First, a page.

Although marks tell a great deal of information about a piece, collectors should beware of fake marks. Whereas silversmiths used steel dies to punch their marks, forgers often used brass instead, resulting in a blurry mark. These forged marks are sometimes known as soft punches.
Stylistically, British silver followed the trends of the art world around it. In the 17th and early 18th centuries, Baroque was all the rage, with heavily ornamented and elaborate pieces. From 1702 to 1727, styles shifted to the much more restrained and austere Queen Anne and Early Georgian styles.
From then until 1837, the Rococo style took hold, with its organic, asymmetrical, and curved designs. The year 1837 marked the ascendancy of Queen Victoria and the rise of the Victorian silver, which was extravagant and heavily ornamented. In the 1890s, the whiplash curves and organic, asymmetrical shapes of Art Nouveau began to replace the Victorian style, with Tiffany & Co. producing high-quality vases, pitchers, and other types of hollowware.
Art Nouveau itself gave way in the mid-1910s to Art Deco, with its more geometric, stylized designs. Since 1945, the design of decorative and functional silver objects has been mostly modern, incorporating sculptural, organic, and abstract shapes.
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Source: Google News
Business briefsSo Md News, February 12th
to become keepsakes, be affordable and ready for everyday wear. New artist Angela Colasanti of VIELÄ Jewelry will have her sterling silver jewelry available. Jill O'Reilly's collection is also new with a wide array of sterling silver bracelets...Read more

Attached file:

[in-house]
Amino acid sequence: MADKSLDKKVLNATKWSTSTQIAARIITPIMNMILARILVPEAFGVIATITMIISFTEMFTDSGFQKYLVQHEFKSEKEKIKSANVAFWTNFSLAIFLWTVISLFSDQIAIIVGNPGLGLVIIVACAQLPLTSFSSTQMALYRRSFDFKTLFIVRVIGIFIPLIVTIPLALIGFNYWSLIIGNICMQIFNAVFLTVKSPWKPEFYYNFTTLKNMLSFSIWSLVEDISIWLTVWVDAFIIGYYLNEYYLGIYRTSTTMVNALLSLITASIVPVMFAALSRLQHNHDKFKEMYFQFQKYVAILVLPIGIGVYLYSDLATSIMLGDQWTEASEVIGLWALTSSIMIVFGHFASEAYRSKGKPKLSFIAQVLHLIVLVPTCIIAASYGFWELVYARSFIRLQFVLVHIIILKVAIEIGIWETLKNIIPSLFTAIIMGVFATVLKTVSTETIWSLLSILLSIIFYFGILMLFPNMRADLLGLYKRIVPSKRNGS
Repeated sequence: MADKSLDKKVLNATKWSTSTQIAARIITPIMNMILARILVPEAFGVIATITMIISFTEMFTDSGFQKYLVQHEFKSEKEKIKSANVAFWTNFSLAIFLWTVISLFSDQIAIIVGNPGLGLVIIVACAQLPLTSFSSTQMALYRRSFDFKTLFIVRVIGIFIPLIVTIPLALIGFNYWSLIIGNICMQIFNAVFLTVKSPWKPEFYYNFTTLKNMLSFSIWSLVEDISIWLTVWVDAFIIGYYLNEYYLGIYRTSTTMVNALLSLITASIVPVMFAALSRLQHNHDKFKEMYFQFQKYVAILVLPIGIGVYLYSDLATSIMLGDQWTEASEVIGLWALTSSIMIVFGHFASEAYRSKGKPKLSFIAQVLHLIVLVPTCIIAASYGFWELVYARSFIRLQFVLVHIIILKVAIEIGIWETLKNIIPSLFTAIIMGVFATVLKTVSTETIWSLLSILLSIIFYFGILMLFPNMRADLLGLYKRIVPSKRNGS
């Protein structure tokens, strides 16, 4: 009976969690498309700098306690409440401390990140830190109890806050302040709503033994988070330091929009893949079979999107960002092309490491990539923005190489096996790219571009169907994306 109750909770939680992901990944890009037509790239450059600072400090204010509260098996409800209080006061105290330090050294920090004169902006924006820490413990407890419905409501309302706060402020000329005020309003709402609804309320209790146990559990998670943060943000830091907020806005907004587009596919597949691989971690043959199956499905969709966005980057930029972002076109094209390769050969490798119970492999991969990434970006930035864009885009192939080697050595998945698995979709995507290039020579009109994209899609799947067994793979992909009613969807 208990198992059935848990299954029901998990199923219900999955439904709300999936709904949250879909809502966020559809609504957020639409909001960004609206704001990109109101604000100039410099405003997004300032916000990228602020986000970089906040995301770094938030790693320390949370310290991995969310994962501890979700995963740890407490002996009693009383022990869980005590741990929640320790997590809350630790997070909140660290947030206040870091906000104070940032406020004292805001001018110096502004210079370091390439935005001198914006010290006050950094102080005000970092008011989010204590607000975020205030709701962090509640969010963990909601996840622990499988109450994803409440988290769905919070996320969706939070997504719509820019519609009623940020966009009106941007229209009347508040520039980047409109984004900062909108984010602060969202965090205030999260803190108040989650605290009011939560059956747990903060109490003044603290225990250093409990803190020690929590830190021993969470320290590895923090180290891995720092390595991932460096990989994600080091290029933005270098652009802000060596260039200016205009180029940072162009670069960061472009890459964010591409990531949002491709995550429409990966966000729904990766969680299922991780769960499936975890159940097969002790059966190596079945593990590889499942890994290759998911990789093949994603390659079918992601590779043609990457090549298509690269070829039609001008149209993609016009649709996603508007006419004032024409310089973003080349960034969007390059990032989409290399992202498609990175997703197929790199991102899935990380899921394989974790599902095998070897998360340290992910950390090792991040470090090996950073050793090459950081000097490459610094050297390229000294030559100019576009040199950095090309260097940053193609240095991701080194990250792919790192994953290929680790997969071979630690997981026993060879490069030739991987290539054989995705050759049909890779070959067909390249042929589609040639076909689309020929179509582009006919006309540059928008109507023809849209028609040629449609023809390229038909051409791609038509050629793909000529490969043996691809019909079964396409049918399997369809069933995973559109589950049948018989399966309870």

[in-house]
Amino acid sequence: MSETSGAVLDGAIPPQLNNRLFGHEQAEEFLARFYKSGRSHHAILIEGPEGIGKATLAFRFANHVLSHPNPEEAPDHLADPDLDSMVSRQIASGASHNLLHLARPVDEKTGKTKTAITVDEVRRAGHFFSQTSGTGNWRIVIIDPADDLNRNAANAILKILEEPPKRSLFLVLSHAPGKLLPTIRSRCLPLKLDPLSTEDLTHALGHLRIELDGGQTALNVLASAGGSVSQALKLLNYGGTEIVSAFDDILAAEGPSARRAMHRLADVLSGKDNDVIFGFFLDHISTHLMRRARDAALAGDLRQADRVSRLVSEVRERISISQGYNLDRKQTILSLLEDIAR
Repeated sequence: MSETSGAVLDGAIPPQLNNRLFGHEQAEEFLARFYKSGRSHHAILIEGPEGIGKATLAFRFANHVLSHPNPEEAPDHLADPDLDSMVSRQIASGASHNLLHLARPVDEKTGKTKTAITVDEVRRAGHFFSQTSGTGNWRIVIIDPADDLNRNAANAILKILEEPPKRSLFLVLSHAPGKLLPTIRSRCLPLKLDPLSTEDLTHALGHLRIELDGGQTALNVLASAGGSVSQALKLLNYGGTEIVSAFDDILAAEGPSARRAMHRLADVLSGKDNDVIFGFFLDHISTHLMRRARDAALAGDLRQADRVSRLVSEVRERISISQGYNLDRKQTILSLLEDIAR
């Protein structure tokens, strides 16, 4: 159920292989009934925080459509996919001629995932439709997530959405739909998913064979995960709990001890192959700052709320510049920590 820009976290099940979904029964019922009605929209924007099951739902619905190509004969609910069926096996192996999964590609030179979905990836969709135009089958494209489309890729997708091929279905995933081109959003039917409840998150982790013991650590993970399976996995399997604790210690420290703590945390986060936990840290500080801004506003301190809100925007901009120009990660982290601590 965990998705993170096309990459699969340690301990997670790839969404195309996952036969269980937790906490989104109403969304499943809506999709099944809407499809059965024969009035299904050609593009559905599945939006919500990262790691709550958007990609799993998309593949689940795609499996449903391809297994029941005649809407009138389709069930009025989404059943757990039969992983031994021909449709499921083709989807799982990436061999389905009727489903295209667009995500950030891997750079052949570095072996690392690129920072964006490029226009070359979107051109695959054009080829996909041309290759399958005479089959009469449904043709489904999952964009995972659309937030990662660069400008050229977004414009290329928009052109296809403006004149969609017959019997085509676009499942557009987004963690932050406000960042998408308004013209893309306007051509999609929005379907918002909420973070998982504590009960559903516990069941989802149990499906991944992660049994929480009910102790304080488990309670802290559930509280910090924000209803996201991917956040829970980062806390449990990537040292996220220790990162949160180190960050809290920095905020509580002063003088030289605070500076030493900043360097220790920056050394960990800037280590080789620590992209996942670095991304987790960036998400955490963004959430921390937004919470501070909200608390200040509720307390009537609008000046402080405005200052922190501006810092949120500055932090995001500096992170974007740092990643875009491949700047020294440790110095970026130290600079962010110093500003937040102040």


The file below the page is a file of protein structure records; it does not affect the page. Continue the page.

ANTIQUE BICYCLE LAMPThe Observer Star, February 10th
ANTIQUE BICYCLE LAMPS AND VINTAGE BIKE LIGHTS | CLASSIC CYCLE. This antique carbide bicycle lamp was made by Powell Hanmer Ltd of Birmingham England. Powell Hanmer,Corsair Birmingham England Bicycle Oil Lamp. circa 1900s ...Read more
Silver Dog Collar AuctionedThe Bark (blog), February 9th
During his lifetime, Help brought in thousands of pounds sterling to aid the Orphans Fund. Upon his death in 1891 ... Antique collars of historical note and belonging to celebrated dogs have become a highly prized collectible in recent years. Bonhams...Read more
Worth its weight in gold and silver: Clinton man takes old coins and makes ...Shoreline Times, February 9th
(Peter Hvizdak - New Haven Register) Jewelry designer David Landino of Clinton uses a propane torch to start the process of handcrafting a ring from a coin. Friday, January 15, 2016. He has produced wedding bands and rings using coins from all over the ...Read more
Why we love Fremont County: Florence's atmosphere drew Larry Nelson to Main StreetCanon City Daily Record, February 8th
"We have sterling silver jewelry that is magnificent, beautifully made, with gorgeous real stones, like lapis and rhodonite, garnets, pearls, rubies, emeralds, which sell for less than 30 dollars a piece," Nelson said. More than 50 people rent space at...Read more
Public servant is now the one who needs helpMorganton News Herald, February 5th
Along with the recreation center and Zaxby's, Miller said Abele's Restaurant and Silver Creek Restaurant also had donated food. ... There will be antique firefighting equipment available for bidding. ... Zaxby's is located at 2102 S. Sterling St., in...Read more
Antique Valentine Exhibit In BourneCapeNews.net, February 5th
in three rooms of the historic house, with a brief history of their social and personal significance. Sweets and treats will be served against a background of romantic music. “Love tokens” of member-donated silver and sterling will be for sale in...Read more
50 Fashion Designers Create Extravagant Footballs for Super Bowl 50Forbes, February 4th
In honor of Super Bowl 50, the Council of Fashion Designers of America and the National Football League have teamed up to produce 50 bespoke footballs designed by CFDA members including Betsey Johnson, Nicole Miller, Rachel Zoe, Vince Camuto, ...Read more